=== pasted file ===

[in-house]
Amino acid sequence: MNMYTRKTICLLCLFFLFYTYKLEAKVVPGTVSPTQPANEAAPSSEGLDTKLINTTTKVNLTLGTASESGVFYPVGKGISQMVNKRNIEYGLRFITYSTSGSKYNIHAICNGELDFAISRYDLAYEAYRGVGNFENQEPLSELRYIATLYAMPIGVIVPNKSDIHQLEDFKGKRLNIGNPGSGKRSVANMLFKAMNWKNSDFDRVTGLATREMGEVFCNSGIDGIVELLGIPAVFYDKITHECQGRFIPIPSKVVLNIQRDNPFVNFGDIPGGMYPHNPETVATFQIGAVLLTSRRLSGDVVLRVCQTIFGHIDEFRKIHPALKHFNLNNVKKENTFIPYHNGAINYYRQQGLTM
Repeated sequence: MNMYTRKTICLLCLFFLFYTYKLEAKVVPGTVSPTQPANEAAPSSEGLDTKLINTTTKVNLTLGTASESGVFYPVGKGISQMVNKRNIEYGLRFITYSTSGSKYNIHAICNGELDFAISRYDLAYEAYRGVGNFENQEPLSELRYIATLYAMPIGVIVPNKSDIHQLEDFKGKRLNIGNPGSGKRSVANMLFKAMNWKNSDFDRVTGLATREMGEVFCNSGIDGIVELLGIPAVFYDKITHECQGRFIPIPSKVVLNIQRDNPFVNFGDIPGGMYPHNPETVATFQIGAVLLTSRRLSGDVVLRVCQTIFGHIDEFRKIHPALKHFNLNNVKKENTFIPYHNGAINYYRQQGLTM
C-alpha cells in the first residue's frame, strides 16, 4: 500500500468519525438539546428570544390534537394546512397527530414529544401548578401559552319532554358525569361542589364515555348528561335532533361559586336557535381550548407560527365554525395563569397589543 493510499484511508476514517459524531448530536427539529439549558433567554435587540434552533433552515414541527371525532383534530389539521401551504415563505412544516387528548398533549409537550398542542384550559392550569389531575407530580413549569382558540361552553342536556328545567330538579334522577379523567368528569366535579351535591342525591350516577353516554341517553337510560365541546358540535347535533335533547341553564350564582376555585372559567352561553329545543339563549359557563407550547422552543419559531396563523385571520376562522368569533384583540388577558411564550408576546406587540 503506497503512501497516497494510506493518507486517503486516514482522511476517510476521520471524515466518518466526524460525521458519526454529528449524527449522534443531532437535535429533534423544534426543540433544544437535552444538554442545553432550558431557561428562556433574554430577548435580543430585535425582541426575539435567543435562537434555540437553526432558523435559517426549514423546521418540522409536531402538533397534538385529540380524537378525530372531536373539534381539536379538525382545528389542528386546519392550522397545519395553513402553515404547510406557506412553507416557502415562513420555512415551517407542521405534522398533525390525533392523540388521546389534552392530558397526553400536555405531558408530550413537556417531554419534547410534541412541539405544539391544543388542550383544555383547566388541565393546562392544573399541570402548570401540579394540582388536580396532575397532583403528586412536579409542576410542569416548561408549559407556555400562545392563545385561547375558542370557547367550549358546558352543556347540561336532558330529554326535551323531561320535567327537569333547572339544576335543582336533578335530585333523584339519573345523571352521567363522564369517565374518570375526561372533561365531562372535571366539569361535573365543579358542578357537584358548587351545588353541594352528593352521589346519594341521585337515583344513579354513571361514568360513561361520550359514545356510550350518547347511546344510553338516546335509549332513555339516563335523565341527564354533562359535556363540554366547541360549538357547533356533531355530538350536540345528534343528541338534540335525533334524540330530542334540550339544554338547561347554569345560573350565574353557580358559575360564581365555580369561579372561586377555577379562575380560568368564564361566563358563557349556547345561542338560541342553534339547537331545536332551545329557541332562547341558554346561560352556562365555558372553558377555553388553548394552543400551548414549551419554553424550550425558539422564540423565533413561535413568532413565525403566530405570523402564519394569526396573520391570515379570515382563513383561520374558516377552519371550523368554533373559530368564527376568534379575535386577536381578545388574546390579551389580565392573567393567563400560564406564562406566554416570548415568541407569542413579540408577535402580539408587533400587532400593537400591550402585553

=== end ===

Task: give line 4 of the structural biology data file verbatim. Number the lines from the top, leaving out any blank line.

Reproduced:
C-alpha cells in the first residue's frame, strides 16, 4: 500500500468519525438539546428570544390534537394546512397527530414529544401548578401559552319532554358525569361542589364515555348528561335532533361559586336557535381550548407560527365554525395563569397589543 493510499484511508476514517459524531448530536427539529439549558433567554435587540434552533433552515414541527371525532383534530389539521401551504415563505412544516387528548398533549409537550398542542384550559392550569389531575407530580413549569382558540361552553342536556328545567330538579334522577379523567368528569366535579351535591342525591350516577353516554341517553337510560365541546358540535347535533335533547341553564350564582376555585372559567352561553329545543339563549359557563407550547422552543419559531396563523385571520376562522368569533384583540388577558411564550408576546406587540 503506497503512501497516497494510506493518507486517503486516514482522511476517510476521520471524515466518518466526524460525521458519526454529528449524527449522534443531532437535535429533534423544534426543540433544544437535552444538554442545553432550558431557561428562556433574554430577548435580543430585535425582541426575539435567543435562537434555540437553526432558523435559517426549514423546521418540522409536531402538533397534538385529540380524537378525530372531536373539534381539536379538525382545528389542528386546519392550522397545519395553513402553515404547510406557506412553507416557502415562513420555512415551517407542521405534522398533525390525533392523540388521546389534552392530558397526553400536555405531558408530550413537556417531554419534547410534541412541539405544539391544543388542550383544555383547566388541565393546562392544573399541570402548570401540579394540582388536580396532575397532583403528586412536579409542576410542569416548561408549559407556555400562545392563545385561547375558542370557547367550549358546558352543556347540561336532558330529554326535551323531561320535567327537569333547572339544576335543582336533578335530585333523584339519573345523571352521567363522564369517565374518570375526561372533561365531562372535571366539569361535573365543579358542578357537584358548587351545588353541594352528593352521589346519594341521585337515583344513579354513571361514568360513561361520550359514545356510550350518547347511546344510553338516546335509549332513555339516563335523565341527564354533562359535556363540554366547541360549538357547533356533531355530538350536540345528534343528541338534540335525533334524540330530542334540550339544554338547561347554569345560573350565574353557580358559575360564581365555580369561579372561586377555577379562575380560568368564564361566563358563557349556547345561542338560541342553534339547537331545536332551545329557541332562547341558554346561560352556562365555558372553558377555553388553548394552543400551548414549551419554553424550550425558539422564540423565533413561535413568532413565525403566530405570523402564519394569526396573520391570515379570515382563513383561520374558516377552519371550523368554533373559530368564527376568534379575535386577536381578545388574546390579551389580565392573567393567563400560564406564562406566554416570548415568541407569542413579540408577535402580539408587533400587532400593537400591550402585553